Timeshares are merely a means of paying for a vacation in advance. By paying the upfront cost averaging $19,000 in 2007 (according to ARDA, the American Resort Development Association), you are permitted to vacation at the resort every year for a week’s time indefinitely. Broken down among many years, each week of vacation reduces the “per week” rate such that if you came for 19 years, each week would cost only $1,000 for resort lodging for four to six people.
But will you use it 19 times? If you end up using it once or twice, that $19,000 seems awfully steep for a week or two of decent vacation. What could you have gotten for $19,000 on one vacation? You’d have servants, 24-hour care, a butler, a limo driver, a personal chef…you get the idea.
Now, imagine that all the upfront cost disappeared. What if the only cost of a timeshare was the annual maintenance fee? In 2007, the average timeshare maintenance fee was approximately $600 for a 1-bedroom suite. Six-hundred dollars (US) for one week at a luxury resort for 4-6 people. That’s a deal, isn’t it?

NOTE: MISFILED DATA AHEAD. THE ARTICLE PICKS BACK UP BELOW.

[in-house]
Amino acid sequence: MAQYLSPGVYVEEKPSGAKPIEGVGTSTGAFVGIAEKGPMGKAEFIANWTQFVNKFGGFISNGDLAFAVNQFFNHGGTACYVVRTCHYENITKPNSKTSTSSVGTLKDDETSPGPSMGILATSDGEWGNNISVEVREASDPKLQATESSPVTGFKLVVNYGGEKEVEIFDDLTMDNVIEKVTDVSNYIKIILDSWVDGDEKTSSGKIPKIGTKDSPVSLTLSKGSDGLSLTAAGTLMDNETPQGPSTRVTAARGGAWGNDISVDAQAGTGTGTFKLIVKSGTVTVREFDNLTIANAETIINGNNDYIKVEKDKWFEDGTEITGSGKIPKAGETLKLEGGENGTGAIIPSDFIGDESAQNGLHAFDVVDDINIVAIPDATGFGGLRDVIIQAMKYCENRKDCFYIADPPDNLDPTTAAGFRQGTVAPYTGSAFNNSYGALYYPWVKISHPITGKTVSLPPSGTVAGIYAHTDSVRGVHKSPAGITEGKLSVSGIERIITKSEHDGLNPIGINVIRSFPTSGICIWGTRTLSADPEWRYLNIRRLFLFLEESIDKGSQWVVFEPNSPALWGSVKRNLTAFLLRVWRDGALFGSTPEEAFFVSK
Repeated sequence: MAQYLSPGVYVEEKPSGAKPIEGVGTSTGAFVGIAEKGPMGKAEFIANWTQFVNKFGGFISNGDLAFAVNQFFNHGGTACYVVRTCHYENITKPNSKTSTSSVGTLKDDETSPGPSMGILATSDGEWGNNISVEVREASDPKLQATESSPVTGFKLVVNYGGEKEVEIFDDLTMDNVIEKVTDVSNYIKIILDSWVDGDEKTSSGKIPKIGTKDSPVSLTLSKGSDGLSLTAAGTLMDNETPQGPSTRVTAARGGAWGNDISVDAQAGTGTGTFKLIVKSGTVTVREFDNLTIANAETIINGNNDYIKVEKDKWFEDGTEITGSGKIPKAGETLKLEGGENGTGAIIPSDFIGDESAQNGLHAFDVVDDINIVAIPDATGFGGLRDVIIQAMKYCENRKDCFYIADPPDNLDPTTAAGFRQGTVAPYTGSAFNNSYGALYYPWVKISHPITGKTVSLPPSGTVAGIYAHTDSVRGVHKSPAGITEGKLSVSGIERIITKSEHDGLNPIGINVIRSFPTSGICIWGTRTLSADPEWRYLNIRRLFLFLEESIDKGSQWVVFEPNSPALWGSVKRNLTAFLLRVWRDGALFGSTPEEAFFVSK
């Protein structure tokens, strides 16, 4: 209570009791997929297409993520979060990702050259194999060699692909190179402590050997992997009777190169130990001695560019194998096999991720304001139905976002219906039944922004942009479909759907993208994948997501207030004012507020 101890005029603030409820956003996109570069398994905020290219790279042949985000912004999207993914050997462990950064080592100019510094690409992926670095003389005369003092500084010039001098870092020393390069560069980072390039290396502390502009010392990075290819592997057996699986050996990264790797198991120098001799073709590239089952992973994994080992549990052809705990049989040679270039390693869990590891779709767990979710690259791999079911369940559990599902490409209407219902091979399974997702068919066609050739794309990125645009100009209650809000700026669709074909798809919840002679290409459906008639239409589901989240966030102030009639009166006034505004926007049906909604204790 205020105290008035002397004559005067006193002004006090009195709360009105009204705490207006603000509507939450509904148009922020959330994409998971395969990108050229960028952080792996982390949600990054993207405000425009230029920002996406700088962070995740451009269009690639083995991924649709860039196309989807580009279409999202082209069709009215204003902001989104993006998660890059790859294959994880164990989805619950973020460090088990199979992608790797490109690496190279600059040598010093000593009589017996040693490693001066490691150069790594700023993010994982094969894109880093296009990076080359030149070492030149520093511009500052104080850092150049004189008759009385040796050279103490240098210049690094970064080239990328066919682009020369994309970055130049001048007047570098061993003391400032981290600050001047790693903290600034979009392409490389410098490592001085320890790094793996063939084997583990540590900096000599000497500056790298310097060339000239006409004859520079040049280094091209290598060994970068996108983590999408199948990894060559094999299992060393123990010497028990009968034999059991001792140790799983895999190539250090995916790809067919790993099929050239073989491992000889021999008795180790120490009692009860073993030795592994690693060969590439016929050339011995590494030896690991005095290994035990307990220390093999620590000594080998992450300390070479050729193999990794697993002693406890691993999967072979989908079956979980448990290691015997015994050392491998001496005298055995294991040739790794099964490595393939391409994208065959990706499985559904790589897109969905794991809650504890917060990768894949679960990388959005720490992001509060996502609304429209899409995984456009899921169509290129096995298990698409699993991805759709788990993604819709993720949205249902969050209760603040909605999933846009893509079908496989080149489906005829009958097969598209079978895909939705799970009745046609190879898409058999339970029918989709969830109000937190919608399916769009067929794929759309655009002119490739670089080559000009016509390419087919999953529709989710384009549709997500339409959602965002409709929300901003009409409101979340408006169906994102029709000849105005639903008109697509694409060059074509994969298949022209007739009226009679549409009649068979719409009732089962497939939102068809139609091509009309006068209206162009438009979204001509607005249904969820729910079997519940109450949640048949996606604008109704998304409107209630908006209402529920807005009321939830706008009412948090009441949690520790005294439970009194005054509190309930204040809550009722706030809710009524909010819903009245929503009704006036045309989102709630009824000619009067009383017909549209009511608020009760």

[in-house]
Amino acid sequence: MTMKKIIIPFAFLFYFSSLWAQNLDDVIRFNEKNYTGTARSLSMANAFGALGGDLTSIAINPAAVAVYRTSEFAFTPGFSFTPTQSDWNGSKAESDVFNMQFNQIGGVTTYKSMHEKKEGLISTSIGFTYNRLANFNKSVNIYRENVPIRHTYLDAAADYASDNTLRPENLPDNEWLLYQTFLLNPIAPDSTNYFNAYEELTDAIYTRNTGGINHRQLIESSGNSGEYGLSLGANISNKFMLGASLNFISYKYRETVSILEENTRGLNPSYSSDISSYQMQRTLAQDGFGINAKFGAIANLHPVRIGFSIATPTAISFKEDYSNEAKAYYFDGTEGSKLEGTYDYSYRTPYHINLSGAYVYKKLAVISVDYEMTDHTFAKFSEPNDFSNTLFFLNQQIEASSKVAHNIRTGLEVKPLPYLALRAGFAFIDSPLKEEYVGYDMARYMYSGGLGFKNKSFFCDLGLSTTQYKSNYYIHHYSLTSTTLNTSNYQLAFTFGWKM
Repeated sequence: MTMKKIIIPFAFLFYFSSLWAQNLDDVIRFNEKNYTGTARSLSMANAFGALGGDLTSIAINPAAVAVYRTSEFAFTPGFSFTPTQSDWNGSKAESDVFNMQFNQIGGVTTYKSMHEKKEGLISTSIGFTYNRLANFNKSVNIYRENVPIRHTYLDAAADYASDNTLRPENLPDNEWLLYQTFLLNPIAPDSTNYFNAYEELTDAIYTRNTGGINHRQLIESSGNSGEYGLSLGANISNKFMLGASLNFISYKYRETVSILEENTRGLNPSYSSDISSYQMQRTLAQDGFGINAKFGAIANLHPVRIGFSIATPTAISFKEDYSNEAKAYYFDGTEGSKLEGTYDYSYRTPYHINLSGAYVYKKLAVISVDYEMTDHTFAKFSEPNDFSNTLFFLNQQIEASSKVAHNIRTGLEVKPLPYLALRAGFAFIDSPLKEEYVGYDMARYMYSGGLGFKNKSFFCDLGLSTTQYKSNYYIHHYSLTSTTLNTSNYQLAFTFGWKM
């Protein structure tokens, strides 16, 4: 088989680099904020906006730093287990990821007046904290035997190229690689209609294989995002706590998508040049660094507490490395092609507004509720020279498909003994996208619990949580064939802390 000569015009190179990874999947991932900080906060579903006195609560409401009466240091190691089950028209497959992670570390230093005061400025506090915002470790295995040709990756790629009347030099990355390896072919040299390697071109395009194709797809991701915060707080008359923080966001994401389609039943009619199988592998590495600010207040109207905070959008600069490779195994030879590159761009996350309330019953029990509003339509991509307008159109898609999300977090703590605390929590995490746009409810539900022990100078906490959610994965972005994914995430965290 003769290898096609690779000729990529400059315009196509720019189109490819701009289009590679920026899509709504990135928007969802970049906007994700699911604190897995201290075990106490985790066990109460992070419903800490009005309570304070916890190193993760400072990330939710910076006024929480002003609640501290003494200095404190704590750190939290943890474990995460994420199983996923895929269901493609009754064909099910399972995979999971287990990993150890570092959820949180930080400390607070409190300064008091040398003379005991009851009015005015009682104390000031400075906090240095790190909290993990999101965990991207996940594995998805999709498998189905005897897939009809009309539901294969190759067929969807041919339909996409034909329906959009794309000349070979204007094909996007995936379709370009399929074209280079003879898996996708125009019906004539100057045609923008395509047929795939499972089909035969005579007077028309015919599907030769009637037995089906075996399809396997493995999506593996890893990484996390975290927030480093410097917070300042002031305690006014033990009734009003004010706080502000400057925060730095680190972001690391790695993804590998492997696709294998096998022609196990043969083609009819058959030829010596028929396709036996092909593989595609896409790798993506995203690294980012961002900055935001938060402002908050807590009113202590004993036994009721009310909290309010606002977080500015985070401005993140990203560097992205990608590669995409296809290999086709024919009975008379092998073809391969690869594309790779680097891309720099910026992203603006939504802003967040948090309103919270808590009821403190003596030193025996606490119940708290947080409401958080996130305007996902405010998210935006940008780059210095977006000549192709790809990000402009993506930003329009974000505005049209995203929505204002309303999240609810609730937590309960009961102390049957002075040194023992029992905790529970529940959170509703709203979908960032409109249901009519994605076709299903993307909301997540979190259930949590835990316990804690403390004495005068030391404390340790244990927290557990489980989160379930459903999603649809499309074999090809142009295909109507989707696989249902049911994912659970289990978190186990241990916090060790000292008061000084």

Although $600 a year might sound like a good deal, what if that amount doubled or tripled? Maintenance fees must be paid annually whether you go to the resort that year or not. So, by missing a few years, the cost per vacation week increases by $600 for every year missed. The $600 could easily be higher as maintenance fees continuously rise. The timeshare bargain before now seems like a long way away.